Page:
Finding a Home for Diversity at Freddie Mac

Who: Suzanne Richards

What: Vice President of Diversity and Inclusion, Freddie Mac

When: Since June 2011

In what areas do you place special emphasis on diversity and inclusion at Freddie Mac?

Richards: For the first time, each of Freddie Mac’s 14 divisions, working with our office of diversity and inclusion, created its own diversity plan tailored to meet division needs. This will ensure that all levels and areas of the company are making diversity a priority and helping Freddie Mac realize its overall diversity and business goals.

We’ve also ramped up our supplier diversity program to strengthen our business. In 2011, we increased our expenditures with diverse suppliers and vendors by more than 50 percent over the previous year.

Another area of focus for us is our employee network groups (ENGs). After an extensive review of ENG participation and efficacy, we re-launched our ENGs at the end of 2011, with a renewed focus on leadership. All of our ENG executive sponsors are members of the firm’s management committee. By engaging senior leaders to lead the ENGs, we are ensuring effective coaching, mentoring and sponsorship of ENG members, as well as providing an active forum for developing and showcasing the future leaders of Freddie Mac.

What are the biggest misconceptions people have about the diversity industry?

Richards: I think the biggest missed opportunity is not thinking inclusive enough. To a large extent, we still remain focused on the primary dimensions of diversity — gender, race, age, etc. I believe the conversation is much bigger than that. It should embrace a wider variety of differences. It also means focusing on leveraging those differences that are really meaningful in terms of advancing our business goals and our society.

I love the idea that we are evolving beyond the notion of “melting pot” and recognizing the need to truly be inter-culturally competent.

Are there special challenges at the firm that are addressed through diversity and inclusion?

Richards: Strengthening leadership across the company is a top priority for the company — and tapping diverse employees for development and promotion is a core component of this effort. Greater diversity in our leadership is good for business — it stimulates innovative thinking and provides solutions to the challenges and opportunities the company faces.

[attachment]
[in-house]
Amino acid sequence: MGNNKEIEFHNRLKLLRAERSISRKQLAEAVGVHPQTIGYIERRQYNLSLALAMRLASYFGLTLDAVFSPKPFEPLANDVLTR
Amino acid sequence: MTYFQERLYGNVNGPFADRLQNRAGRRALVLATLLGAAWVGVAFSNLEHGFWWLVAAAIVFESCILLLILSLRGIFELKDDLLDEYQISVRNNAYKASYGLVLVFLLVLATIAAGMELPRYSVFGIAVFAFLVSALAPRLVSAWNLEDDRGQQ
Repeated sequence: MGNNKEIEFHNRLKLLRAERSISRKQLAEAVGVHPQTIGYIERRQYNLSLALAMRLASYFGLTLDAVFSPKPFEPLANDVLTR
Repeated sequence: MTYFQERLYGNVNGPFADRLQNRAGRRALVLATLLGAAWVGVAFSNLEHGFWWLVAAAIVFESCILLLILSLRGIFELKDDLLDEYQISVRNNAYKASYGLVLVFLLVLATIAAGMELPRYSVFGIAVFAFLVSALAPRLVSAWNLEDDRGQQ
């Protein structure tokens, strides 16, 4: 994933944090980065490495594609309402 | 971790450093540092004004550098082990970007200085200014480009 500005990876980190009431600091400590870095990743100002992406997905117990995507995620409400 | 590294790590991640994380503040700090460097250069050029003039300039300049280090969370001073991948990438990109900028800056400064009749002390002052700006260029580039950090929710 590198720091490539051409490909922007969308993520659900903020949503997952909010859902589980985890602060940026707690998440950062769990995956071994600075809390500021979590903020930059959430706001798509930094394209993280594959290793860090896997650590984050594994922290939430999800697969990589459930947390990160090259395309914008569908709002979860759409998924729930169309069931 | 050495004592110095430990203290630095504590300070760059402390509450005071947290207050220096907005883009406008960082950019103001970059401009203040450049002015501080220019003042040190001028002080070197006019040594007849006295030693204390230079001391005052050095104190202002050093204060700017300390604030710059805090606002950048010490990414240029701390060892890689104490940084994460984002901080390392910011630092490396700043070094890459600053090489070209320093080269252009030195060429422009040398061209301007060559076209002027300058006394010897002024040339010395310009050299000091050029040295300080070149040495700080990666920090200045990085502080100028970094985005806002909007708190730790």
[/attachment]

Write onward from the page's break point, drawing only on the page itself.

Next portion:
Today, women and minorities make up half of our management committee. This leadership focus has strengthened how we do business with the addition of new perspectives, talent and experiences. Our development programs such as the Women’s Cohort, Leadership Talent Review and our partnership with the Tuck business school [at Dartmouth College] is helping build a diverse community of high-performing employees with strong leadership skills and the opportunity to advance.

How do you gauge the success of diversity initiatives? What metrics do you use?

Richards: We generally think in terms of leading and lagging indicators. If we focus on impacting the leading indicators — participation in ENGs, quality assessments of training and other programs, number of mentoring relationships — we expect that the lagging indicators — representation, employee engagement — will reveal positive results.

We closely monitor the percentage of women and minorities who are new hires; the number promoted; the composition of our senior leadership team; and the percentage spent with diverse suppliers and vendors.

What role does senior leadership play in diversity efforts?

Richards: Senior leadership is very involved, starting with our CEO, who sets the tone and consistently recommits to our diversity goals and communicates our achievements to employees.

Our chief diversity officer is a senior vice president who reports directly to our CEO and sits on our management committee. This direct reporting relationship ensures the focus we need to make change happen.

Our seven ENGs are sponsored and chaired by management committee members and officers of the company. Our senior leaders are also members of our Executive Diversity and Inclusion Council, our Senior Advisory Committee and our Diversity and Inclusion Steering Committee, the group that guides the progress of our divisional diversity plans, our bottom-up approach to embedding diversity and inclusion in our daily business.